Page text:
Eggs... $100 a dozen, chickens.....priceless

Discussion in 'Managing Your Flock' started by taprock, Feb 4, 2011.

  1. taprock

    taprock Chillin' With My Peeps

    My husband jokes with people that our eggs cost $100 a dozen because our chickens have cost us so much. I never knew I would love having chickens so much and I want more, however I get the look when I mention it. I don't think he really cares about the birds it's the cost involved. Can chickens ever pay for themselves? What ways have you found to make having chickens affordable? I'm looking for options.... so I can get a few more!
     
  2. elmo

    elmo Chillin' With My Peeps

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    Once you have the housing all set the way you want it, the cost of maintaining the chickens is not so much. But getting the housing set the way you want it can be one of those endless projects.
     
  3. flowerchild59

    flowerchild59 Chillin' With My Peeps

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    I try not to think about it.
     
  4. Ema

    Ema Chillin' With My Peeps

    Jun 4, 2010
    N. Ontario CANADA
    I think the starting cost would take a long time to recover, frankly my costs weren't all that high to be honest. and now I sell my eggs and it pays for the feed and some. their feed and little extras cost me about 50 dollars a month, but the egg sales come to about 70 to 80 dollars per month sometimes more. So I am not really spending anything out of pocket to feed them.
     
  5. Cargo

    Cargo Chillin' With My Peeps

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    Pets almost never pay for themselves.
    How many of us have dogs, cats, hamsters, etc.?
    My corgi was cheap @$350 and then another $350 for vet bills (shots, fixing, etc.)
    Add in some dog crates, dog house toys, leashes, collars...
     
  6. kla37

    kla37 Chillin' With My Peeps

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    I don't think about it, if I did I'd kick myself! [​IMG]
     
  7. heather112588

    heather112588 Chillin' With My Peeps

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    i guess from start to now:8months with 9 birds, i've spent $500;

    -about $350 of which was coop building expenses though for wood, hardwire cloth, extra chicken wire.
    -the other $150..the birds themselves, the feed (since then we have cut down cost by free ranging them and all the table scraps they want), having 3 males butchered (i didnt have the heart, raised them from 2 days old).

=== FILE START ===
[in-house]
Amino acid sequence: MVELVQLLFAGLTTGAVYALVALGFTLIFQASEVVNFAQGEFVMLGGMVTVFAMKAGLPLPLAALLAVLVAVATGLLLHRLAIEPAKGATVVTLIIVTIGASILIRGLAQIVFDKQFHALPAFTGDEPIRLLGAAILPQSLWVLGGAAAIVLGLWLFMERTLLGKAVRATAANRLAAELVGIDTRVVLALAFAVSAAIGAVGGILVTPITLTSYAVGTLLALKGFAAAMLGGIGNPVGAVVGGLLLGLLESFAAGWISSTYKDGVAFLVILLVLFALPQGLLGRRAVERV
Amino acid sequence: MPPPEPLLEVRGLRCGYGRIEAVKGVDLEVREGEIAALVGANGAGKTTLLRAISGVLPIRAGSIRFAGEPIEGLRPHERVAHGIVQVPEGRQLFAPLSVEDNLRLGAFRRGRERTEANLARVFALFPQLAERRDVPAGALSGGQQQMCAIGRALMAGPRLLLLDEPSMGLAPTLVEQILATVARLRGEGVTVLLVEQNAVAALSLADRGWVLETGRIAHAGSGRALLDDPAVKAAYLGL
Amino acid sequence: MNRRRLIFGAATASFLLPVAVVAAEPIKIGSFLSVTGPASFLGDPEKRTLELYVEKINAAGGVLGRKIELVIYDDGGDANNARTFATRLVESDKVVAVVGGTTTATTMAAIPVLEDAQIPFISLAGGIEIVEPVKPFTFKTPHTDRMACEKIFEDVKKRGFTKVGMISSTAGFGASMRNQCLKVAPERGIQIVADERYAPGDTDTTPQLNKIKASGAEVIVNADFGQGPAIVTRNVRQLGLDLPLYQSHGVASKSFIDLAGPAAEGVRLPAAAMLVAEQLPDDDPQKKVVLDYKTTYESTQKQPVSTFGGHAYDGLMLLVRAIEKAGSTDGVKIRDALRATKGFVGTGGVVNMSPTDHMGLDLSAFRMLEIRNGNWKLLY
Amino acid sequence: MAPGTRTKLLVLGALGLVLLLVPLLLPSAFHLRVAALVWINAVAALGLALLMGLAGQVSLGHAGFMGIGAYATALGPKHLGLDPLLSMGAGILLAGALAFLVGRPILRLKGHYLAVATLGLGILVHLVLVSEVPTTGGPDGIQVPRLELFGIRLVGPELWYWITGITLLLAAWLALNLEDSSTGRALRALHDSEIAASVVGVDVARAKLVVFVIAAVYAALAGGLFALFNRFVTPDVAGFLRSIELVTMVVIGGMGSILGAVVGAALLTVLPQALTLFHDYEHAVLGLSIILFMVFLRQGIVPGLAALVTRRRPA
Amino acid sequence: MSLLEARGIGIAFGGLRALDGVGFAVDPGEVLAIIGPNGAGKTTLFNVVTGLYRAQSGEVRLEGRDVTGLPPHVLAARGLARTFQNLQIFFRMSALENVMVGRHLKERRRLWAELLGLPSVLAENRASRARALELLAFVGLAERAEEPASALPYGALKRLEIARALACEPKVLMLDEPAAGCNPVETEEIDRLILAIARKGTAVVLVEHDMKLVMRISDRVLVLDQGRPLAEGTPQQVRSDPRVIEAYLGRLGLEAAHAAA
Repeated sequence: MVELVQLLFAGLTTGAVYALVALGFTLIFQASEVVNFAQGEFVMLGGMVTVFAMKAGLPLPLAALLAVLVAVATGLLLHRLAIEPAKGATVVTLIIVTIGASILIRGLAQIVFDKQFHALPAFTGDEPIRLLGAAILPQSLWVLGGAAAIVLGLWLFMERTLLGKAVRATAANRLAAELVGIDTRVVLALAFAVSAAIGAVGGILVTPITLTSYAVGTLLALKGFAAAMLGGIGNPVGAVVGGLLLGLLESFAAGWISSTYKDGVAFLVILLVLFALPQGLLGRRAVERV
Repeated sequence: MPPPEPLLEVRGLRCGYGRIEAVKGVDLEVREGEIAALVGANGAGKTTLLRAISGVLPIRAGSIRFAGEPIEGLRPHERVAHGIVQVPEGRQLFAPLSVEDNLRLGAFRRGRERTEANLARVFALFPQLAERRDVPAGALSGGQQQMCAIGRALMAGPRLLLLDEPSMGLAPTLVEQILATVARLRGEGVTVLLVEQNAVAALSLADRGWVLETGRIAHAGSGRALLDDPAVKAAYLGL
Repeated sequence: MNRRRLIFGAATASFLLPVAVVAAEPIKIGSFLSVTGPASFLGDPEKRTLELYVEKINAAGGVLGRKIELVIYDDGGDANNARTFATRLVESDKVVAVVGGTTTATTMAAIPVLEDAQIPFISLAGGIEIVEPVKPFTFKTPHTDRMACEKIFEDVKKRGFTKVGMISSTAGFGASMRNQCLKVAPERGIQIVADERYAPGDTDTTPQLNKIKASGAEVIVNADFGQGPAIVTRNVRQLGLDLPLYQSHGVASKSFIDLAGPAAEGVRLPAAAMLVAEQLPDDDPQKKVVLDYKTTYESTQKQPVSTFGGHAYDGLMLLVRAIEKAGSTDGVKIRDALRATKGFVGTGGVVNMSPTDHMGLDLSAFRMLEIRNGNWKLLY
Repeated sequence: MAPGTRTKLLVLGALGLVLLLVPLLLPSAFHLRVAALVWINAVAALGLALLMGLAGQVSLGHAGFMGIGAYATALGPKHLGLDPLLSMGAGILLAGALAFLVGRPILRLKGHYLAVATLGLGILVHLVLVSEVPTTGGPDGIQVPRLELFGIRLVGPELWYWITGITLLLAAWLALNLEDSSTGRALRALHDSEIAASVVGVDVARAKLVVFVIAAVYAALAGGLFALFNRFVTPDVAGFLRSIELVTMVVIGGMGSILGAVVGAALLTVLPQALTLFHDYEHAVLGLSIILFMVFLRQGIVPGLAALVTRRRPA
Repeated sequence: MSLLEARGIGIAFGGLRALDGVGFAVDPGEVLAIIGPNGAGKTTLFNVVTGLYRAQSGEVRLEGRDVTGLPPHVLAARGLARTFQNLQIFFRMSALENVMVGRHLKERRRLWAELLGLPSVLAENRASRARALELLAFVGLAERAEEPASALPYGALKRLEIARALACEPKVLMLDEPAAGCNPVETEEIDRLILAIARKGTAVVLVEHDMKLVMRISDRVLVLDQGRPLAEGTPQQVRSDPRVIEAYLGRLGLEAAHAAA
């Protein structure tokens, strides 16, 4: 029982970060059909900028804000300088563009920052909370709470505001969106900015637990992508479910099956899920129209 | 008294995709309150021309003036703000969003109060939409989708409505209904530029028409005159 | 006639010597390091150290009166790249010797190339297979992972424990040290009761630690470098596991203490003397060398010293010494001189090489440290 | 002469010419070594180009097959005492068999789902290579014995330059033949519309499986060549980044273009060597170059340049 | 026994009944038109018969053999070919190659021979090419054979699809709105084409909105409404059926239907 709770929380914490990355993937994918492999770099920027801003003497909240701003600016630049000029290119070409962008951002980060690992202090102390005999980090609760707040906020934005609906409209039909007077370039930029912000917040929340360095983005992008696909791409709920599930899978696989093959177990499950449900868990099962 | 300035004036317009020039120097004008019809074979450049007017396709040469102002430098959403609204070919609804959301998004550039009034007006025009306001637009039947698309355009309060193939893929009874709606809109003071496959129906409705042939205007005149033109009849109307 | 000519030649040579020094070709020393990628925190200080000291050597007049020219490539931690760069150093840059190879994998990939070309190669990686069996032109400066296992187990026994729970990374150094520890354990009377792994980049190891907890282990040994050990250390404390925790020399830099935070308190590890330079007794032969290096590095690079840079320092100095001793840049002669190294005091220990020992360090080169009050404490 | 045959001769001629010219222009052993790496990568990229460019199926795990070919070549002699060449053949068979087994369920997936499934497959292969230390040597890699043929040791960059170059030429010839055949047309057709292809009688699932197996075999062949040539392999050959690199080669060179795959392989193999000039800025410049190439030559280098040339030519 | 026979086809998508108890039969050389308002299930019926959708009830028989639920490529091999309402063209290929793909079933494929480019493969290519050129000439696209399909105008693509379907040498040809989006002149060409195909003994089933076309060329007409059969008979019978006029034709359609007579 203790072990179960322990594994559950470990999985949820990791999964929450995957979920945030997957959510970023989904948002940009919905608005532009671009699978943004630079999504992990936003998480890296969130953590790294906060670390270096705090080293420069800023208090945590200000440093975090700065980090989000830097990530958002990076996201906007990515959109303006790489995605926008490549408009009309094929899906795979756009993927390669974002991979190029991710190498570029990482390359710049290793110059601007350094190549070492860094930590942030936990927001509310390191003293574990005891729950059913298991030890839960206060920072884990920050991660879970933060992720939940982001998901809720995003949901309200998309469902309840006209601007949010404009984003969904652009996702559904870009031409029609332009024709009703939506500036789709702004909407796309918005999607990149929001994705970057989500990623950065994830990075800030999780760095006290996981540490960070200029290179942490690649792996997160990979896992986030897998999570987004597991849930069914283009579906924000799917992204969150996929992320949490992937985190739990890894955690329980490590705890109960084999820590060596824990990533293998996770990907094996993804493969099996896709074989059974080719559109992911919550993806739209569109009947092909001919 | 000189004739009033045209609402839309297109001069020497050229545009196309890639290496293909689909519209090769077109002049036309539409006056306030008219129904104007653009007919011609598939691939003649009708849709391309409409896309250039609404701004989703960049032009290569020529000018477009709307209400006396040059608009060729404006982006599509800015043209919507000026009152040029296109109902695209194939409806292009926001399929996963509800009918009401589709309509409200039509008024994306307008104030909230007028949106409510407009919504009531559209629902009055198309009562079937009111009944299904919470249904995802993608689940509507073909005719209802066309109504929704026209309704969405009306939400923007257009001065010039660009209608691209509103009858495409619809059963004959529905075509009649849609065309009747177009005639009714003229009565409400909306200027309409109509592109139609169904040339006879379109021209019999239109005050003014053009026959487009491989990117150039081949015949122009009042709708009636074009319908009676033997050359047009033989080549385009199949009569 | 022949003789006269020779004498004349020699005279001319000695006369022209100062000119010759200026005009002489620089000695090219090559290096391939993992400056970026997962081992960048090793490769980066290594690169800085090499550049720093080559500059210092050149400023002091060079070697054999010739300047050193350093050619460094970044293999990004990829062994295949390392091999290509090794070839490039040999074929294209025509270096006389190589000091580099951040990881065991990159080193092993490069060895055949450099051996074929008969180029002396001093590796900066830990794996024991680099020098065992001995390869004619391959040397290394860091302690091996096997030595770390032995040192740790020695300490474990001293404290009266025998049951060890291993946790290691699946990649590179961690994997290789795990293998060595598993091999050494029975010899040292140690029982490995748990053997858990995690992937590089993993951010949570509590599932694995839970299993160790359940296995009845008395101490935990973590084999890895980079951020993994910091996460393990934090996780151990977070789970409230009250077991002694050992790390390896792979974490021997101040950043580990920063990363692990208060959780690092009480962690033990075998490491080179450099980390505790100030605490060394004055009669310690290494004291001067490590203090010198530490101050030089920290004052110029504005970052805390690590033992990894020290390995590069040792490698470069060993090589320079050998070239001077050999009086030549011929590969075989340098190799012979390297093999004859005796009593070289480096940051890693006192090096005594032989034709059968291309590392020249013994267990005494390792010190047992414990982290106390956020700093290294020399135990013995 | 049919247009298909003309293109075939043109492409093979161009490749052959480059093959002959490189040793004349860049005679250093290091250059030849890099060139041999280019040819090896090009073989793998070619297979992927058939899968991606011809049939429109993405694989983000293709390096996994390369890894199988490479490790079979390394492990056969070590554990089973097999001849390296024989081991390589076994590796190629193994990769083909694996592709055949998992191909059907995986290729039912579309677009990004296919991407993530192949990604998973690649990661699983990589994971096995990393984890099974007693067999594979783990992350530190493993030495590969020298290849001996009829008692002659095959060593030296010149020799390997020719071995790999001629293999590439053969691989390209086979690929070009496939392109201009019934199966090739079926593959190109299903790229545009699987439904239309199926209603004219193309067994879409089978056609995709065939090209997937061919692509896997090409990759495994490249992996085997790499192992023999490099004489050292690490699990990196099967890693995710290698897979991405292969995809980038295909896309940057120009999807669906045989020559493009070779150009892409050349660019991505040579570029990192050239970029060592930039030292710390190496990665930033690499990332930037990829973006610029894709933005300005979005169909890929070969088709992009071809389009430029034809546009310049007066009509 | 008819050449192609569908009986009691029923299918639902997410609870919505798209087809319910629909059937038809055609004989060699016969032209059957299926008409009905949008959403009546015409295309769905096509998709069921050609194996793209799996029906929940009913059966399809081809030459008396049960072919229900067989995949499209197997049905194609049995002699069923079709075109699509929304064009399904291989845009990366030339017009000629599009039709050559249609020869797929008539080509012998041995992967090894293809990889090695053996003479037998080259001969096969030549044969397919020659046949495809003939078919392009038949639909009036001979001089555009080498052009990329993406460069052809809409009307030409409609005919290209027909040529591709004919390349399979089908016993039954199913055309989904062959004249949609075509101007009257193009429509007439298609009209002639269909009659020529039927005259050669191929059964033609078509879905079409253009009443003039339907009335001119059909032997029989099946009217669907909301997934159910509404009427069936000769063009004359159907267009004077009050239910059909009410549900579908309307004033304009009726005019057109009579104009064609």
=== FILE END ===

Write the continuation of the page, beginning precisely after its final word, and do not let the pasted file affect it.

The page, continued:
thats about it though...
    when you think about it you spend more on cats and dogs!
     
  8. Illia

    Illia Crazy for Colors

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    Free ranging and pasturing hens takes prices down a LOT.

    Breeding and focusing on quality birds to sell hatching eggs from really helps.

    Growing some of your own food for them, even if it is treats.

    Asking around for people's extra or outdated grain products, vegetables, etc. can really help.

    NOT buying new hatchery chicks every year helps.

    Having dual purpose breeds to offer chicken to eat, too, as well as having broody breeds to hatch out your own. . .
     
  9. Captain Carrot

    Captain Carrot Chillin' With My Peeps

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    My outgoings are really not very much. I buy a couple of sacks of food every so often. My neighbour gives me free straw for bedding (he grows wheat and barley, but doesn't need so much straw). Another neighbour gives me a sack of wheat whenever I ask in return for as many eggs she needs.

    I sell spare eggs, and sell duck meat too. I've not sat down with a piece of paper but I think I might break even.


    Once you're set up it's the bedding and feed that chips away at the money in your pocket.
     
  10. Winggedheart

    Winggedheart Chillin' With My Peeps

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    Free-ranging helps with feed costs, and is often times healthier for the birds, though not all people can let their birds out of their pens---understandable, of course. My birds have a acre-or-so lot, with tall fences and two coops. I let them out of the lot during the day, and they go back into their coops at night.
    Our birds still cost more then what we get from them---though I'm going to start breeding soon, and so if I can sell some birds that would help.
     

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